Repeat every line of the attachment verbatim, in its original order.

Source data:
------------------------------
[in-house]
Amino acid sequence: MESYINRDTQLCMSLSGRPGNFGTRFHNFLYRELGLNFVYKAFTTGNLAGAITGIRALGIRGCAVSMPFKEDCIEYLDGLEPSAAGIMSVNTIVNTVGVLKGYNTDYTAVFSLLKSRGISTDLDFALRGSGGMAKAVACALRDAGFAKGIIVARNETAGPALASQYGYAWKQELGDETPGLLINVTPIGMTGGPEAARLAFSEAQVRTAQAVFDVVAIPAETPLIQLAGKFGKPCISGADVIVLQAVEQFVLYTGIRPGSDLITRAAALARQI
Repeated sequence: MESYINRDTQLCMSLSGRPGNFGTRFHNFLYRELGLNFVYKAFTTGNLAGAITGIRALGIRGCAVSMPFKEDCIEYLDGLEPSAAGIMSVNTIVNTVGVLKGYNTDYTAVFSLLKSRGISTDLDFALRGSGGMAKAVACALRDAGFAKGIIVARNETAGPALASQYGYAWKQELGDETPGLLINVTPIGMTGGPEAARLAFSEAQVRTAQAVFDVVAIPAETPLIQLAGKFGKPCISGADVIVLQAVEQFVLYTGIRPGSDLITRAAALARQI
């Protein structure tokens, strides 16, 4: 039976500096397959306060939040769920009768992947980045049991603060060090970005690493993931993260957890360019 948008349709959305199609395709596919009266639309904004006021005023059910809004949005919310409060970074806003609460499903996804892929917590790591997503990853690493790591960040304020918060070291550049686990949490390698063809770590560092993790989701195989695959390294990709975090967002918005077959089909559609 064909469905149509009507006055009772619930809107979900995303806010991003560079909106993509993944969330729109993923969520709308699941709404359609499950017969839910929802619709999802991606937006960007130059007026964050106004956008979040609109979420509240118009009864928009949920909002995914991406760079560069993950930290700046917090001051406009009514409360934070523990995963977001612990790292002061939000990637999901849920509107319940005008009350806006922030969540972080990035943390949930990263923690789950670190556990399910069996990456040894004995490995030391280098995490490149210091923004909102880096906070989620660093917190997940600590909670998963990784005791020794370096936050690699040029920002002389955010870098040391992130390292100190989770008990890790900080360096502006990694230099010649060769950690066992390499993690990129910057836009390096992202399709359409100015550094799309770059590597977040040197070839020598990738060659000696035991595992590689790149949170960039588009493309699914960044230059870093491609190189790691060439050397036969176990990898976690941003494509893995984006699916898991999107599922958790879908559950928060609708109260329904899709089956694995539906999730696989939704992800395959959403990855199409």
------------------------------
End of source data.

[in-house]
Amino acid sequence: MESYINRDTQLCMSLSGRPGNFGTRFHNFLYRELGLNFVYKAFTTGNLAGAITGIRALGIRGCAVSMPFKEDCIEYLDGLEPSAAGIMSVNTIVNTVGVLKGYNTDYTAVFSLLKSRGISTDLDFALRGSGGMAKAVACALRDAGFAKGIIVARNETAGPALASQYGYAWKQELGDETPGLLINVTPIGMTGGPEAARLAFSEAQVRTAQAVFDVVAIPAETPLIQLAGKFGKPCISGADVIVLQAVEQFVLYTGIRPGSDLITRAAALARQI
Repeated sequence: MESYINRDTQLCMSLSGRPGNFGTRFHNFLYRELGLNFVYKAFTTGNLAGAITGIRALGIRGCAVSMPFKEDCIEYLDGLEPSAAGIMSVNTIVNTVGVLKGYNTDYTAVFSLLKSRGISTDLDFALRGSGGMAKAVACALRDAGFAKGIIVARNETAGPALASQYGYAWKQELGDETPGLLINVTPIGMTGGPEAARLAFSEAQVRTAQAVFDVVAIPAETPLIQLAGKFGKPCISGADVIVLQAVEQFVLYTGIRPGSDLITRAAALARQI
């Protein structure tokens, strides 16, 4: 039976500096397959306060939040769920009768992947980045049991603060060090970005690493993931993260957890360019 948008349709959305199609395709596919009266639309904004006021005023059910809004949005919310409060970074806003609460499903996804892929917590790591997503990853690493790591960040304020918060070291550049686990949490390698063809770590560092993790989701195989695959390294990709975090967002918005077959089909559609 064909469905149509009507006055009772619930809107979900995303806010991003560079909106993509993944969330729109993923969520709308699941709404359609499950017969839910929802619709999802991606937006960007130059007026964050106004956008979040609109979420509240118009009864928009949920909002995914991406760079560069993950930290700046917090001051406009009514409360934070523990995963977001612990790292002061939000990637999901849920509107319940005008009350806006922030969540972080990035943390949930990263923690789950670190556990399910069996990456040894004995490995030391280098995490490149210091923004909102880096906070989620660093917190997940600590909670998963990784005791020794370096936050690699040029920002002389955010870098040391992130390292100190989770008990890790900080360096502006990694230099010649060769950690066992390499993690990129910057836009390096992202399709359409100015550094799309770059590597977040040197070839020598990738060659000696035991595992590689790149949170960039588009493309699914960044230059870093491609190189790691060439050397036969176990990898976690941003494509893995984006699916898991999107599922958790879908559950928060609708109260329904899709089956694995539906999730696989939704992800395959959403990855199409």